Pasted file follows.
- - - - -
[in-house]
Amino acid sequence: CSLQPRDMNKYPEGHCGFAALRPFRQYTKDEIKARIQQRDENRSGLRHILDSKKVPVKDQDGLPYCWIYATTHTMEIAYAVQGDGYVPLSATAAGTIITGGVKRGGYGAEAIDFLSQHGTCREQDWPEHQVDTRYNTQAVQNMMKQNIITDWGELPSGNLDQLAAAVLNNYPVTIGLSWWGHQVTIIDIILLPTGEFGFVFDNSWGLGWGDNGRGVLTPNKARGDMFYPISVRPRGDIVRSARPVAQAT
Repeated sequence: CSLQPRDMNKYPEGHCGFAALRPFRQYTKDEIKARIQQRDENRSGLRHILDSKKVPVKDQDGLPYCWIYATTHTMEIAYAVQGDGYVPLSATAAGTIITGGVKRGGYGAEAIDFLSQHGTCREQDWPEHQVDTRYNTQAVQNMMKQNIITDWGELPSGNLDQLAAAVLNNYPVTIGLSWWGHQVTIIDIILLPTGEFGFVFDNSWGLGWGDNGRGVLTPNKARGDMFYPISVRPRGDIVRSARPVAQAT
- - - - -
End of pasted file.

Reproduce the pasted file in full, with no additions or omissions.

[in-house]
Amino acid sequence: CSLQPRDMNKYPEGHCGFAALRPFRQYTKDEIKARIQQRDENRSGLRHILDSKKVPVKDQDGLPYCWIYATTHTMEIAYAVQGDGYVPLSATAAGTIITGGVKRGGYGAEAIDFLSQHGTCREQDWPEHQVDTRYNTQAVQNMMKQNIITDWGELPSGNLDQLAAAVLNNYPVTIGLSWWGHQVTIIDIILLPTGEFGFVFDNSWGLGWGDNGRGVLTPNKARGDMFYPISVRPRGDIVRSARPVAQAT
Repeated sequence: CSLQPRDMNKYPEGHCGFAALRPFRQYTKDEIKARIQQRDENRSGLRHILDSKKVPVKDQDGLPYCWIYATTHTMEIAYAVQGDGYVPLSATAAGTIITGGVKRGGYGAEAIDFLSQHGTCREQDWPEHQVDTRYNTQAVQNMMKQNIITDWGELPSGNLDQLAAAVLNNYPVTIGLSWWGHQVTIIDIILLPTGEFGFVFDNSWGLGWGDNGRGVLTPNKARGDMFYPISVRPRGDIVRSARPVAQAT